Association for Behavior Analysis International

The Association for Behavior Analysis International® (ABAI) is a nonprofit membership organization with the mission to contribute to the well-being of society by developing, enhancing, and supporting the growth and vitality of the science of behavior analysis through research, education, and practice.


10th Annual Autism Conference; New Orleans, LA; 2016

Program by Continuing Education Events: Wednesday, January 20, 2016

Manage My Personal Schedule


Invited Paper Session #10
CE Offered: PSY/BACB

CPT Training Update

Wednesday, January 20, 2016
8:30 AM–9:20 AM
The Celestin Ballroom
Area: AUT; Domain: Service Delivery
CE Instructor: Wayne W. Fisher, Ph.D.
Chair: Wayne W. Fisher (Munroe-Meyer Institute, University of Nebraska Medical Center)
TRAVIS THOMPSON (University of Minnesota)
Dr. Travis Thompson received his doctoral training in psychology at the University of Minnesota and completed postdoctoral work at the University of Maryland with Joseph V. Brady and at Cambridge University (UK) with Robert Hinde. His earliest work dealt with the relations among concepts from behavior analysis, ethology, and pharmacology. He was director of the John F. Kennedy Center for Human Development at Vanderbilt University and Smith Professor of Psychiatry at the University of Kansas Medical Center before returning to Minnesota in 2003. Dr. Thompson co-authored, with Charles R. Schuster, the first textbook in behavioral pharmacology and has done basic and applied interdisciplinary research in developmental disabilities, including genetics, pharmacology, and neuroscience. He was involved in developing one of the first large-scale behavioral intervention programs for individuals with intellectual disabilities, and for the past several years has directed home-based early intervention services for young children with autism in Minnesota. Dr. Thompson's publications include 225 articles and chapters and 29 books. A total of 48 doctoral students have completed their training under his mentorship. He has received numerous awards, including the APA Division 1 (Society for General Psychology) Ernest Hilgard Award, Division 25's Don Hake Award, and the Division 33 (Intellectual and Developmental Disabilities) Edgar Doll Award. He is a Fellow of the Association for Behavior Analysis International.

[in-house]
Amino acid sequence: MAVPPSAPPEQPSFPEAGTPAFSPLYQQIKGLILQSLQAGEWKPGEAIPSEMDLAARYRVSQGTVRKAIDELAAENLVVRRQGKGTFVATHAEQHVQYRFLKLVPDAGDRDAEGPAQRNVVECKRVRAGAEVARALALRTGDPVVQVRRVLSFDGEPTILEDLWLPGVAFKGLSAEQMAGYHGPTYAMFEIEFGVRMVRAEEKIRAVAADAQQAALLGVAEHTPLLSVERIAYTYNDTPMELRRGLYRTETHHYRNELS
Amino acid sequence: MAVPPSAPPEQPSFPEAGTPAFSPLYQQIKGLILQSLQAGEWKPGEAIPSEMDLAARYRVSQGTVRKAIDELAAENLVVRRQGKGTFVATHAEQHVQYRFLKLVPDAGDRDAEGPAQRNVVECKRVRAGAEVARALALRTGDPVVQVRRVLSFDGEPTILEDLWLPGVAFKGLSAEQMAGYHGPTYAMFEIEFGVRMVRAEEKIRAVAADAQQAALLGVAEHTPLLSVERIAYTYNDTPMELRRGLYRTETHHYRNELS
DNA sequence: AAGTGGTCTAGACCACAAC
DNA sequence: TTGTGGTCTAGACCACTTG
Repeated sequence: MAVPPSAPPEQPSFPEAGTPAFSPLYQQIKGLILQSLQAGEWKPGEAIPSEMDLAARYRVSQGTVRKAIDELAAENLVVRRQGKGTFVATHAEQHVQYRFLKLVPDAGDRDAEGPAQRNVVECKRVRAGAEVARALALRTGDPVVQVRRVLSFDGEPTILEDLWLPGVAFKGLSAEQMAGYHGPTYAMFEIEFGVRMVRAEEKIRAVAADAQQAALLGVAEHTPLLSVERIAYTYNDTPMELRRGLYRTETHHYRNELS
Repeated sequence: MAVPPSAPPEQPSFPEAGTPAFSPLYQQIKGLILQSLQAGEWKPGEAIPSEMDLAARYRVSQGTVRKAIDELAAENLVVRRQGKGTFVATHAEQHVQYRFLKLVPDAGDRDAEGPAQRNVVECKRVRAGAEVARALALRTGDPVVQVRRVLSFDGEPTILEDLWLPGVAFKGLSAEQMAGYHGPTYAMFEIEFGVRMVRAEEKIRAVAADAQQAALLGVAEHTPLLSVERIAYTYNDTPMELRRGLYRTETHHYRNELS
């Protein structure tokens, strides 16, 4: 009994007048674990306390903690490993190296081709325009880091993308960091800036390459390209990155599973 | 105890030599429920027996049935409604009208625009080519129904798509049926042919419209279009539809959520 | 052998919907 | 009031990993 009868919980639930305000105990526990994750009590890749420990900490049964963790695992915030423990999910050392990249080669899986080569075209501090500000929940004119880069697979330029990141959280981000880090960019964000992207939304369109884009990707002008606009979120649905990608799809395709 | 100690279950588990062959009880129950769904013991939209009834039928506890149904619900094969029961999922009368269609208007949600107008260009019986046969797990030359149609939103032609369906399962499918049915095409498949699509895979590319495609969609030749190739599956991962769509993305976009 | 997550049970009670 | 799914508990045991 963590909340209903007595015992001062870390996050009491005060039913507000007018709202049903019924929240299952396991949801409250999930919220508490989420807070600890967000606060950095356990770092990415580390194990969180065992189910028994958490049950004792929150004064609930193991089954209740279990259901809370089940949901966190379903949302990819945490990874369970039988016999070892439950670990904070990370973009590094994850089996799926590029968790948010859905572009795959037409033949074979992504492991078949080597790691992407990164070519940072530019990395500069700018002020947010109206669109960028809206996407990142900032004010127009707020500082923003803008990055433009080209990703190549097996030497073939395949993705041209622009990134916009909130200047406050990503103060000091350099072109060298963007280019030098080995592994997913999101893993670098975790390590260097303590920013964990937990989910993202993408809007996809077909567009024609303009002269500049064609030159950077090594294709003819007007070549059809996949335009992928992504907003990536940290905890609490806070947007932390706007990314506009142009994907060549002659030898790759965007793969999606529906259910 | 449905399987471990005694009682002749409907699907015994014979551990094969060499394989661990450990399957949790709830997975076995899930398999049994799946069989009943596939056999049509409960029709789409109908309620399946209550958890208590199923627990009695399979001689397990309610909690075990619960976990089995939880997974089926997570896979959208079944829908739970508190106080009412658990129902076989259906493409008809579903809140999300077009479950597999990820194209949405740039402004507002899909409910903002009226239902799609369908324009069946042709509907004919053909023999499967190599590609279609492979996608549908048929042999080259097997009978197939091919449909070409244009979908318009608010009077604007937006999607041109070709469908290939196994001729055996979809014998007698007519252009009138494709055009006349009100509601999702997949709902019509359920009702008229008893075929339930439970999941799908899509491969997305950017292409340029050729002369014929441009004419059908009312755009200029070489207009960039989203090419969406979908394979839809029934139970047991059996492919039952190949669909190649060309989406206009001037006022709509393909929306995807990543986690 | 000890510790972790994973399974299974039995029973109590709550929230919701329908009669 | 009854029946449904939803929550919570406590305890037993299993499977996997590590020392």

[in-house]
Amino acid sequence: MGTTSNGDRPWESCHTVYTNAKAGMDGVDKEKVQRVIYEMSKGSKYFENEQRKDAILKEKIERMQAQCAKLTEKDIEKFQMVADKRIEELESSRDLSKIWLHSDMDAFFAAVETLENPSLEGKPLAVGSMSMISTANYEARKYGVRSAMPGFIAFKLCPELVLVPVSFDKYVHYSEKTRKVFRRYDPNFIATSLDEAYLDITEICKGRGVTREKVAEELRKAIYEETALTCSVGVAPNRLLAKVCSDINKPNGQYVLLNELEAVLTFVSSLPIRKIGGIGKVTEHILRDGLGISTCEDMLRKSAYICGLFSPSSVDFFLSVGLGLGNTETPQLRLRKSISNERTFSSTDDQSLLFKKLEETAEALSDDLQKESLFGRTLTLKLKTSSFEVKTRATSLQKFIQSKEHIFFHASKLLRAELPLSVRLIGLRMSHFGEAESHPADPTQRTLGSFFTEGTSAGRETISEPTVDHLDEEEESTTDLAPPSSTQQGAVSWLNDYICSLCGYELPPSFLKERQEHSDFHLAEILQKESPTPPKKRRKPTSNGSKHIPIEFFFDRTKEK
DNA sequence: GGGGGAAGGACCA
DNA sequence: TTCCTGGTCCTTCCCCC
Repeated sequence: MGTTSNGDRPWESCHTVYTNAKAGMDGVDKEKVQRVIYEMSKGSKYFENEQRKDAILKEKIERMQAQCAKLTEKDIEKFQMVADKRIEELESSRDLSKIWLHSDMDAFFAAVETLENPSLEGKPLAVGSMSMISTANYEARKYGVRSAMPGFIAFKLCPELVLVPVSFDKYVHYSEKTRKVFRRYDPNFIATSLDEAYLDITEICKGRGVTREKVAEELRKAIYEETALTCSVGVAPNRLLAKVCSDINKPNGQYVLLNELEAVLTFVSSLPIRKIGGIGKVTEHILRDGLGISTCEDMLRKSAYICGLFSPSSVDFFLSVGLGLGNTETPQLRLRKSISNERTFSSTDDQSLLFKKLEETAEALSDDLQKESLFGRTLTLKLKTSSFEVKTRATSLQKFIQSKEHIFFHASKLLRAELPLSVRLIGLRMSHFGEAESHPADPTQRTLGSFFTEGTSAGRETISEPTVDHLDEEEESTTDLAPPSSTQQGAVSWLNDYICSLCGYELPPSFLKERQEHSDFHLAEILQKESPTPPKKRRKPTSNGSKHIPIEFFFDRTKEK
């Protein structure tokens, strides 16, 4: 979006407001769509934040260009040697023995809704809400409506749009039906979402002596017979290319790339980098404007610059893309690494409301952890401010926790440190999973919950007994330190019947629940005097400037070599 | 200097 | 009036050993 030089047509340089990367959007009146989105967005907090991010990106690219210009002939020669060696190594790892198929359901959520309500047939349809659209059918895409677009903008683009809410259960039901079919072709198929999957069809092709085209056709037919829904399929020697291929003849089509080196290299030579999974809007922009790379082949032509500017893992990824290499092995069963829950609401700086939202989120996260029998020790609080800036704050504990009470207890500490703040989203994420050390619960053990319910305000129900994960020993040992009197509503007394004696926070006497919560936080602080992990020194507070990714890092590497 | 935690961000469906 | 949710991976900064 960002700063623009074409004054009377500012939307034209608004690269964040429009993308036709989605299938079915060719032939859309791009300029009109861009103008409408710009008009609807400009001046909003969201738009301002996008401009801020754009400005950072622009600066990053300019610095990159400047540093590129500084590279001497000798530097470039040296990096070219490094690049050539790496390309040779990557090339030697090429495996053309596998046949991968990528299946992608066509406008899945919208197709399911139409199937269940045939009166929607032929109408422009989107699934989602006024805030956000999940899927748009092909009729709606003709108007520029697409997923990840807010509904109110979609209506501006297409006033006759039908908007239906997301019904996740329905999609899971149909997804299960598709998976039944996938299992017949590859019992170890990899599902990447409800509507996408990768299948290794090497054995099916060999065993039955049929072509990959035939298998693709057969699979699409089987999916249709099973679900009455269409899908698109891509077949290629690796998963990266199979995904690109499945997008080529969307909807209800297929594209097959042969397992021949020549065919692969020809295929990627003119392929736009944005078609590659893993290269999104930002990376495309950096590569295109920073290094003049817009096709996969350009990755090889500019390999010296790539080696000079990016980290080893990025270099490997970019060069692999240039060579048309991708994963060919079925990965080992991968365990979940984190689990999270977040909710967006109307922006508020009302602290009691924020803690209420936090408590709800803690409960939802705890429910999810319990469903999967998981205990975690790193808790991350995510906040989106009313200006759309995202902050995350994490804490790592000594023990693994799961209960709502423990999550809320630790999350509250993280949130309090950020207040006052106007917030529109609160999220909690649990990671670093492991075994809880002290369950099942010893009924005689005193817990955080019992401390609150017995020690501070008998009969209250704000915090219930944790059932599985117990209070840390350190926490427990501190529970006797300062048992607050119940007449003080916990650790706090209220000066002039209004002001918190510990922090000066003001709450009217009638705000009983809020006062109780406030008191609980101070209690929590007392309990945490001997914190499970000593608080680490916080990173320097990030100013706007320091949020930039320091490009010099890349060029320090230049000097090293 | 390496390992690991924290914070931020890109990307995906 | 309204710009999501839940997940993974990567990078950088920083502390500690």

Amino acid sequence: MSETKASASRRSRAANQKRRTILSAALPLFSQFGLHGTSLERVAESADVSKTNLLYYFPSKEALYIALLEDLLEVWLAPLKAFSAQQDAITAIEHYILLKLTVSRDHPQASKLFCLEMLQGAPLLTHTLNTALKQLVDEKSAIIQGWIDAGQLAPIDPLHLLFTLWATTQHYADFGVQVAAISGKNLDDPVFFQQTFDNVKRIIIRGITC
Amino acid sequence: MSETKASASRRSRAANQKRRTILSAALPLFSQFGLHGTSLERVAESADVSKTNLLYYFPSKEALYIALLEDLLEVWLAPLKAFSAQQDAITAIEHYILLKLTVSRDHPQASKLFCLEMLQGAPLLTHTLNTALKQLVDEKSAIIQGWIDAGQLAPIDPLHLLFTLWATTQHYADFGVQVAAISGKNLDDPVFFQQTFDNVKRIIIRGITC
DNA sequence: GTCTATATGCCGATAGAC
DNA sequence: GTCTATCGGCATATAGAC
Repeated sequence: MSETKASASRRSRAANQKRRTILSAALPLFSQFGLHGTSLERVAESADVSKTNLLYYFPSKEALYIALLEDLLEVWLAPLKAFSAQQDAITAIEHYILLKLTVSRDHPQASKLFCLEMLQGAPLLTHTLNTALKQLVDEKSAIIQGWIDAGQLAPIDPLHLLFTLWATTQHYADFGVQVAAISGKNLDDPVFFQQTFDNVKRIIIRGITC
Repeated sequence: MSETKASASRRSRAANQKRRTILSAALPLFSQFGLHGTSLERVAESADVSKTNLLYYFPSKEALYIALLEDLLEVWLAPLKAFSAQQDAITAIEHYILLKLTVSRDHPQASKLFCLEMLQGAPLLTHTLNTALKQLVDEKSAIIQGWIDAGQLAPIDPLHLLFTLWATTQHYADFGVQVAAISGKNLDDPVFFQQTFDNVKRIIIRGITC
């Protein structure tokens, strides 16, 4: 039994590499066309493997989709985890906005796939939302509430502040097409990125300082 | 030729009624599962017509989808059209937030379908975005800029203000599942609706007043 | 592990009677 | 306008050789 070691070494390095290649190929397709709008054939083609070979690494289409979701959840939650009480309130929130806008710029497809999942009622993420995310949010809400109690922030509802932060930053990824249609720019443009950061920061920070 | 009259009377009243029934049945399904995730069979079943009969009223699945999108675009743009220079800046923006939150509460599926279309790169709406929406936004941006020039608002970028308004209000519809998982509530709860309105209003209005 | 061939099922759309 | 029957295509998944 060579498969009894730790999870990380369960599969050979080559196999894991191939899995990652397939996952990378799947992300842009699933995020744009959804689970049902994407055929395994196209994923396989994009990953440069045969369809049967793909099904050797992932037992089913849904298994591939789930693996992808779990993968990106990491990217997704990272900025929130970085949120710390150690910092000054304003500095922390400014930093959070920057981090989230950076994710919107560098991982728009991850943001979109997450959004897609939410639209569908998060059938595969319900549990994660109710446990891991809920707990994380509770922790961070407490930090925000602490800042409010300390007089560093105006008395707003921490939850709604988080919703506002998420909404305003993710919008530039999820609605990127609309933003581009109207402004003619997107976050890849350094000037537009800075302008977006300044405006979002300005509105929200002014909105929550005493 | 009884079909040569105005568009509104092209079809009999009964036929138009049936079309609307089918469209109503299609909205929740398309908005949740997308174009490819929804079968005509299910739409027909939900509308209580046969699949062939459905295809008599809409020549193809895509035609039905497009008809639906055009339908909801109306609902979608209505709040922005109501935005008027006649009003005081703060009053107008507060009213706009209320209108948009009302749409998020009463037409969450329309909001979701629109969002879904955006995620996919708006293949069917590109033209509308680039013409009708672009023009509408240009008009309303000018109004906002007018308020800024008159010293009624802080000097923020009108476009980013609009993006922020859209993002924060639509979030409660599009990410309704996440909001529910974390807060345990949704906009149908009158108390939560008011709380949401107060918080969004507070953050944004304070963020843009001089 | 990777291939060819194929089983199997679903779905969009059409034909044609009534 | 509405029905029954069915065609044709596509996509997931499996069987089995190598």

For the past several years, ABAI has been working with the American Medical Association (AMA) to establish new billing procedures for ABA-related services for children and youth with autism. Recently, the AMA adopted Current Procedural Terminology (CPT) Category III codes. The AMA codes recognize that applied behavior analysis is an empirically supported and medically necessary intervention. Dr. Travis Thompson, who was instrumental in the approval of these codes, is the instructor for this training, which will explain the how the new codes define procedures and services performed by behavior analysts. These codes will improve access to ABA services for families of children with autism and severe behavior disorders and reduce financial burdens on these families. Additionally, these codes will result in systematic and standardized valuation of ABA services and will simplify and streamline the billing and collection processes for ABA services (e.g., facilitate electronic billing).

Invited Paper Session #11
CE Offered: PSY/BACB

What's the Emperor Wearing These Days?: Communication, Speech Generating Devices, Apps, and the Picture Exchange Communication System

Wednesday, January 20, 2016
9:30 AM–10:20 AM
The Celestin Ballroom
Area: AUT; Domain: Applied Research
CE Instructor: Andy Bondy, Ph.D.
Chair: Grant Gautreaux (Nicholls State University)
ANDY BONDY (Pyramid Educational Consultants)
Andy Bondy, Ph.D., has more than 40 years of experience working with children and adults with autism and related developmental disabilities. For more than a dozen years he served as the director of a statewide public school program for students with autism. He and his wife, Lori Frost, pioneered the development of the Picture Exchange Communication System (PECS). He designed the Pyramid Approach to Education as a comprehensive combination of broad-spectrum behavior analysis and functional communication strategies. He is a co-founder of Pyramid Educational Consultants, Inc., an internationally based team of specialists from many fields working together to promote integration of the principles of applied behavior analysis within functional activities and an emphasis on developing functional communication skills.